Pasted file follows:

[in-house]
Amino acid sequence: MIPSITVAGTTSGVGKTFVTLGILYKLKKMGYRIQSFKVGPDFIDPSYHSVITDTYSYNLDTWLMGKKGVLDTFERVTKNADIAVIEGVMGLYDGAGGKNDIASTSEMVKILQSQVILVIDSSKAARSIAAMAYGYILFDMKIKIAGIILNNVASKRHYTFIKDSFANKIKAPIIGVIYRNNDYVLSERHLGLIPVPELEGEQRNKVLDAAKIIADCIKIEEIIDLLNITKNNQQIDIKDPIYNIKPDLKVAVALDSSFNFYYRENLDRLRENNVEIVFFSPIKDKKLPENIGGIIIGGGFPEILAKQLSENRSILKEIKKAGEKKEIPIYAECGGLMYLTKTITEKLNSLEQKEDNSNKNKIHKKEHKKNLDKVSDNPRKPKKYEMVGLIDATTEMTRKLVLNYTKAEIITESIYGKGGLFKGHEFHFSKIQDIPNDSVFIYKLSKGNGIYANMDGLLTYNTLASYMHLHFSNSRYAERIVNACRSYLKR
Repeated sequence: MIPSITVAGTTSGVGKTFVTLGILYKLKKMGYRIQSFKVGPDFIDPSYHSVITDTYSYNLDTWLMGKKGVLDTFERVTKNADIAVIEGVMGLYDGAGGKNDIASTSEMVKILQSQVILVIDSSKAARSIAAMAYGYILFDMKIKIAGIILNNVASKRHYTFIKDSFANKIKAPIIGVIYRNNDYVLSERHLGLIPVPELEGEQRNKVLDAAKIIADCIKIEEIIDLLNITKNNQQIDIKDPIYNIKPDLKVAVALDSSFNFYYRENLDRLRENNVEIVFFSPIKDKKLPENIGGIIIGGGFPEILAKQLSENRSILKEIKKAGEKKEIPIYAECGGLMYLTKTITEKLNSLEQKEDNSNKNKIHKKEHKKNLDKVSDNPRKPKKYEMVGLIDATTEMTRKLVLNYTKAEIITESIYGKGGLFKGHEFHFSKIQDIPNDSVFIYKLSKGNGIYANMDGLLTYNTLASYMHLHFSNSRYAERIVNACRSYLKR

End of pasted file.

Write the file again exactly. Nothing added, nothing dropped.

[in-house]
Amino acid sequence: MIPSITVAGTTSGVGKTFVTLGILYKLKKMGYRIQSFKVGPDFIDPSYHSVITDTYSYNLDTWLMGKKGVLDTFERVTKNADIAVIEGVMGLYDGAGGKNDIASTSEMVKILQSQVILVIDSSKAARSIAAMAYGYILFDMKIKIAGIILNNVASKRHYTFIKDSFANKIKAPIIGVIYRNNDYVLSERHLGLIPVPELEGEQRNKVLDAAKIIADCIKIEEIIDLLNITKNNQQIDIKDPIYNIKPDLKVAVALDSSFNFYYRENLDRLRENNVEIVFFSPIKDKKLPENIGGIIIGGGFPEILAKQLSENRSILKEIKKAGEKKEIPIYAECGGLMYLTKTITEKLNSLEQKEDNSNKNKIHKKEHKKNLDKVSDNPRKPKKYEMVGLIDATTEMTRKLVLNYTKAEIITESIYGKGGLFKGHEFHFSKIQDIPNDSVFIYKLSKGNGIYANMDGLLTYNTLASYMHLHFSNSRYAERIVNACRSYLKR
Repeated sequence: MIPSITVAGTTSGVGKTFVTLGILYKLKKMGYRIQSFKVGPDFIDPSYHSVITDTYSYNLDTWLMGKKGVLDTFERVTKNADIAVIEGVMGLYDGAGGKNDIASTSEMVKILQSQVILVIDSSKAARSIAAMAYGYILFDMKIKIAGIILNNVASKRHYTFIKDSFANKIKAPIIGVIYRNNDYVLSERHLGLIPVPELEGEQRNKVLDAAKIIADCIKIEEIIDLLNITKNNQQIDIKDPIYNIKPDLKVAVALDSSFNFYYRENLDRLRENNVEIVFFSPIKDKKLPENIGGIIIGGGFPEILAKQLSENRSILKEIKKAGEKKEIPIYAECGGLMYLTKTITEKLNSLEQKEDNSNKNKIHKKEHKKNLDKVSDNPRKPKKYEMVGLIDATTEMTRKLVLNYTKAEIITESIYGKGGLFKGHEFHFSKIQDIPNDSVFIYKLSKGNGIYANMDGLLTYNTLASYMHLHFSNSRYAERIVNACRSYLKR